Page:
Self-care (A review for the stubborn one)

I am learning how badly I am following my own teaching on “self care.” I wrote recently about a bad fall that I had on our patio, which left me bruised and with a swollen and painful knee. While I did follow basic first aid practices (ice, rest, elevation, anti-inflammatories), I did not take any time off from work. I soldiered through the week. I limped around. I dealt with joint pain and referred pain from limping.

I am stubborn.

In addition, there have been some intense situations (unrelated to family and friends) which have also taken a lot of my emotional and spiritual energy. It’s not just the news and following a hurricane, it’s the little nasty micro-aggressions. The insulting emails. All of my usual self care strategies weren’t working and I couldn’t turn “off” my reactions. My coping mechanism of choice was to veg on the couch. Not very productive nor self-restoring.

Fortunately, this week I had a long chat with my spiritual director who reminded me of the song by Rabbi Sofer and Rev. Carolyn McDade: (words found here)

No woman is required to build the world by destroying herself.

At first, it didn’t set well with me. Isn’t that contrary to the expectations of a pastor to serve others? What about Philippians 2 where we are reminded to  “…look not to your own interests, but to the interests of others”? What about Luke 9 where we are exhorted by Jesus, “All who want to come after me must say no to themselves, take up their cross daily, and follow me”?

Balance. It’s about balance!

YES.  I am called to serve sacrificially. Every penny I make is not to be spent on myself. All of my time and talents are not for my own pleasure. But neither are they all to be given away and not meet the needs of those who depend on me. If I deplete myself on other tasks and obligations, and am not aware of my own emotional and physical exhaustion, how can I then look out for others’ interests?

Short answer: I can’t!

No woman is required to build the world by destroying herself.

Time after time, I have encouraged parents of young children to take time to refresh themselves emotionally, spiritually and physically. I have exhorted them to trade off on childcare and household chores, and if one parent is at home, have made the point that the stay-at-home parent is not the other’s personal servant. [Translation: pick up your own dirty clothes, do loads of laundry, wash dishes, take the kids and care for them. Because you both have “evening shift” responsibilities when the “day shift” is done!]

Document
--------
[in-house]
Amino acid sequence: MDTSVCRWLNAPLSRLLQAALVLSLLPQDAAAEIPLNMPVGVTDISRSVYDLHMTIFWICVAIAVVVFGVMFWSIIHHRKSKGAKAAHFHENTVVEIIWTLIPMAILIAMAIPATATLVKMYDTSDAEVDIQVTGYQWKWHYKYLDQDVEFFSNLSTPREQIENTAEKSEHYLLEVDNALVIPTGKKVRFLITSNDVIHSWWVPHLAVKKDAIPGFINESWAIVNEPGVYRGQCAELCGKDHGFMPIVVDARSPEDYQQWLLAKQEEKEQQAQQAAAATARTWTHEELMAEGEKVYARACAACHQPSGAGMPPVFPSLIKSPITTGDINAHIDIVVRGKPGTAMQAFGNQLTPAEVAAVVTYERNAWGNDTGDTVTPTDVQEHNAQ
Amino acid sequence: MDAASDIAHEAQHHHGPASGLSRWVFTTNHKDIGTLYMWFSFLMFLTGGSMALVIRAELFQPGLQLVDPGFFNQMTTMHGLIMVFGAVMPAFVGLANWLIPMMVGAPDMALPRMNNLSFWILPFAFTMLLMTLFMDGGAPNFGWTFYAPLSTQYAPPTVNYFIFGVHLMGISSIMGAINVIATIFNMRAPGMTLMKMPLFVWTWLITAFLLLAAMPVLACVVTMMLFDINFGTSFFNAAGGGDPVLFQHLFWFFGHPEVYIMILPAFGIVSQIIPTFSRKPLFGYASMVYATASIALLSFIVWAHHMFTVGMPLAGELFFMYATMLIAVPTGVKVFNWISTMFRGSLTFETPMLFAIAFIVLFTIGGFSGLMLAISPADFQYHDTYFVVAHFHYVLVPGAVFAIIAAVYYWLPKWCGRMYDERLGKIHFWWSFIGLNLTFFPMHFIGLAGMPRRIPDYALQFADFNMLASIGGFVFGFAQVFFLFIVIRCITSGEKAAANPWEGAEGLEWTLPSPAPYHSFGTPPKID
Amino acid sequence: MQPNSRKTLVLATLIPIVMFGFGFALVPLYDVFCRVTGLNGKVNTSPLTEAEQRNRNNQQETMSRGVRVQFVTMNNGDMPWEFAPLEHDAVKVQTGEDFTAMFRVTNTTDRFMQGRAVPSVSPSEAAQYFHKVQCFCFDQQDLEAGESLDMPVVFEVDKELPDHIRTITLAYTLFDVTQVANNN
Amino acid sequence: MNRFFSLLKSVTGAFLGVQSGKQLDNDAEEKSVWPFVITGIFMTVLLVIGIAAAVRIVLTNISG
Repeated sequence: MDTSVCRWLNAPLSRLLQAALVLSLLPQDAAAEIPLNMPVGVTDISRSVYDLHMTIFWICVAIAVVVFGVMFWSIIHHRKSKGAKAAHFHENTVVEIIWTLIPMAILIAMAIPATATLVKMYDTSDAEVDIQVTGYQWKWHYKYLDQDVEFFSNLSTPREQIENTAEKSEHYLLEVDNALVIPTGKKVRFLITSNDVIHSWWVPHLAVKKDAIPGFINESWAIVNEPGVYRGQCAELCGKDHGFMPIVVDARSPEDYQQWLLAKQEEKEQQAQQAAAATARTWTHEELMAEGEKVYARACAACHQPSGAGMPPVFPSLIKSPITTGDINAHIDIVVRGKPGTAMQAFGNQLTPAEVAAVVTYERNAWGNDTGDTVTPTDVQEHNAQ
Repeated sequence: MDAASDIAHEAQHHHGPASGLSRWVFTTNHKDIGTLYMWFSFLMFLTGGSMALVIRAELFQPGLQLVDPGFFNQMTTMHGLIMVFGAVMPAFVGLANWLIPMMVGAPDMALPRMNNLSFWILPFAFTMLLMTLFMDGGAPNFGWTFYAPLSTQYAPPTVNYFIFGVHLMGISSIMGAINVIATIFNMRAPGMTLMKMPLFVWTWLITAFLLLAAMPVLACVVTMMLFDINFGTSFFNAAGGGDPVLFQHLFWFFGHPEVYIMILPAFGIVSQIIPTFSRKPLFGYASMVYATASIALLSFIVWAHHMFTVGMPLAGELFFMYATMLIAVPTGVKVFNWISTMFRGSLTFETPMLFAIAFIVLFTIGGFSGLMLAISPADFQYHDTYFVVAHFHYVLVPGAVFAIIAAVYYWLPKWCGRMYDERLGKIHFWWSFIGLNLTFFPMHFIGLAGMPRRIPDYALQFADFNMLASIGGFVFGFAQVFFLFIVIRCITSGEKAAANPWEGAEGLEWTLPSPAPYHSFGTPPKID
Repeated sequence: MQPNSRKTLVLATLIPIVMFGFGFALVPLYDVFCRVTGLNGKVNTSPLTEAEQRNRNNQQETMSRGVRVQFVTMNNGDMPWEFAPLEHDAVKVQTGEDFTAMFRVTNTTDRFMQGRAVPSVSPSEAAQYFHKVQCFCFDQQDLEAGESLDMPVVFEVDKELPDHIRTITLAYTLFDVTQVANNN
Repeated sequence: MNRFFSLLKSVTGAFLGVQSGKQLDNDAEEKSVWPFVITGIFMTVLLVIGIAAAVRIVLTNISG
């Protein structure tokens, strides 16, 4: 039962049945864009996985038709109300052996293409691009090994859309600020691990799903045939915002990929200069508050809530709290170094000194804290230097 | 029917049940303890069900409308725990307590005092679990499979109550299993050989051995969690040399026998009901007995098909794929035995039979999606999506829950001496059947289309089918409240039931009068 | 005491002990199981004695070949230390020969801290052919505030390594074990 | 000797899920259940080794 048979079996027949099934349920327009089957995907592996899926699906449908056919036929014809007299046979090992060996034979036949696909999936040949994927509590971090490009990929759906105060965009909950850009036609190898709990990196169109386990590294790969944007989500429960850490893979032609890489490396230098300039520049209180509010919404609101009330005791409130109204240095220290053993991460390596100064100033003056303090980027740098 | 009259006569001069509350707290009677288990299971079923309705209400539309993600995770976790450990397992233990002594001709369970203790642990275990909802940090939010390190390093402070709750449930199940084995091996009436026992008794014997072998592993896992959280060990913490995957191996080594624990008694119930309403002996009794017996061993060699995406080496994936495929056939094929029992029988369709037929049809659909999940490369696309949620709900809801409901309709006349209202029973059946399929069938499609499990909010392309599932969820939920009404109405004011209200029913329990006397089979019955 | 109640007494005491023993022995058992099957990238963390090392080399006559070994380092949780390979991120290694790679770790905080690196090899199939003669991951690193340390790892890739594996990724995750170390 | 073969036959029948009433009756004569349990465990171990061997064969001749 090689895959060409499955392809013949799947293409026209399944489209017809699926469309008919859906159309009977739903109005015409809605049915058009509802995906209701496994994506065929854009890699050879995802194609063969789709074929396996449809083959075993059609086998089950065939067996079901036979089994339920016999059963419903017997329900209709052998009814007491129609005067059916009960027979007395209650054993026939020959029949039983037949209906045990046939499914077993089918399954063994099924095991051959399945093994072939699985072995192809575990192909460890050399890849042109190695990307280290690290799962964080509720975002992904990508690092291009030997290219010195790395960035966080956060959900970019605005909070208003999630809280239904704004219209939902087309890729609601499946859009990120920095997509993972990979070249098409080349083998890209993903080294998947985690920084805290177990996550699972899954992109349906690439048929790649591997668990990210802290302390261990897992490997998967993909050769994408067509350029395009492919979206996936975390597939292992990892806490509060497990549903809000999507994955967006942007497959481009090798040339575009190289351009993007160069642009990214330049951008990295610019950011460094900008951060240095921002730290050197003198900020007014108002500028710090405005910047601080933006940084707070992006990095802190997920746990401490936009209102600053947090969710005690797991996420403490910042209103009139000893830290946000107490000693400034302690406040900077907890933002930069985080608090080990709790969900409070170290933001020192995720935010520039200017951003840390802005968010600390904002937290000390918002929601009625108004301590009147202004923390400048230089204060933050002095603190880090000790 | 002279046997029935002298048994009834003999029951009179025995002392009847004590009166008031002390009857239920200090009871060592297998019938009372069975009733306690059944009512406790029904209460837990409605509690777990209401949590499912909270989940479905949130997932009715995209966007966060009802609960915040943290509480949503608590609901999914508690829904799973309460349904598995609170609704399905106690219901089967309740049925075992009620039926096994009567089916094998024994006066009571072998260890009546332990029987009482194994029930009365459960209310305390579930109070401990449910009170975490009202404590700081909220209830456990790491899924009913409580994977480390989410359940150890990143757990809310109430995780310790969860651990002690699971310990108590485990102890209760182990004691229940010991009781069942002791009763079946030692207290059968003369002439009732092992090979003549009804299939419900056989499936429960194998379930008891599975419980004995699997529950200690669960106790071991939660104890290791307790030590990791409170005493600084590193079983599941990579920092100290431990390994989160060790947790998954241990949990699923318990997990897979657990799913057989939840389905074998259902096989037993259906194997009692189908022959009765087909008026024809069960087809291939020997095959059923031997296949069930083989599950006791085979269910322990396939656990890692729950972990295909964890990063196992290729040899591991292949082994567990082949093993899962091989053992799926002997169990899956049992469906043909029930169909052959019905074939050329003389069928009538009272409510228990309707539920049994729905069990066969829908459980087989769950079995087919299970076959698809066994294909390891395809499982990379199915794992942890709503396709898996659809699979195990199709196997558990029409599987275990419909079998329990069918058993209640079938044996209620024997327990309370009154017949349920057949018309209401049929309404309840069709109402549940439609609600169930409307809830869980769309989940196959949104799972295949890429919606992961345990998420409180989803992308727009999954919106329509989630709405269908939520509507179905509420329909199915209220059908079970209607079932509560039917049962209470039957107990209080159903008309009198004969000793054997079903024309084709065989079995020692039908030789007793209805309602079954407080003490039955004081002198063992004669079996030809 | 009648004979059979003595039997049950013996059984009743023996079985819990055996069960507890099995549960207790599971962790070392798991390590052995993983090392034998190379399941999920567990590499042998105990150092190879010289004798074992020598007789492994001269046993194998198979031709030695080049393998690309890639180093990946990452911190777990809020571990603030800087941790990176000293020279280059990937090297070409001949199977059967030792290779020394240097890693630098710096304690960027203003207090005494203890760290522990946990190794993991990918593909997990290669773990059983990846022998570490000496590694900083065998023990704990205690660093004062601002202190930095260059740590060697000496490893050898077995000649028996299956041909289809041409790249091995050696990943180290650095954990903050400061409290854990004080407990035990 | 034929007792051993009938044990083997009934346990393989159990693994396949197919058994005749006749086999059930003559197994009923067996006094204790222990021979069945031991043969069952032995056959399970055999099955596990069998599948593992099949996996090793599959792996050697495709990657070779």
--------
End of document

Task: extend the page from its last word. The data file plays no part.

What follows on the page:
Yet I find myself, an empty nester, worn out and hard-pressed to respond to the things I need to do for my own health. Simple things like creating things with my hands, reading, baking, or enjoying nature. It didn’t help that we’ve had heavy rains all week so I couldn’t really get outside. But I wasn’t cultivating anything on the inside.

No woman is required to build the world by destroying herself.

Why was I stuck in some self-destructive patterns? I asked myself some hard questions, and maybe they will be helpful for you:

  • what am I doing that is not really my responsibility to do?
  • who am I trying to please (besides God?)
  • who is draining my spirits rather than building them back up?
  • where am I spending my time that is not the best use of my God-given gifts?
  • what activities would help renew my love and compassion for others?
  • what excuses am I giving to avoid tasks I need to do?

It’s a process. It’s an ongoing challenge to balance my desire to be God’s person vs pleasing all people. It’s allowing God to work within my brokenness, rather than going to pieces trying to fix it all myself. And it’s recognizing when I am beyond my threshold and need to simply… rest.

Serve God? Serve others?

Absolutely!! But only within the limits of my own brokenness. Let’s repeat that phrase one more time:

No woman is required to build the world by destroying herself.

image: Serve within the limits of your brokenness
image (c) Rev. Deb Vaughn; may use with permission

C'mon. Say something! But play nice. All comments are moderated.

Please log in using one of these methods to post your comment:

WordPress.com Logo

You are commenting using your WordPress.com account. Log Out /  Change )

Google+ photo

You are commenting using your Google+ account. Log Out /  Change )

Twitter picture

You are commenting using your Twitter account. Log Out /  Change )

Facebook photo

You are commenting using your Facebook account. Log Out /  Change )

Connecting to %s

This site uses Akismet to reduce spam. Learn how your comment data is processed.

%d bloggers like this: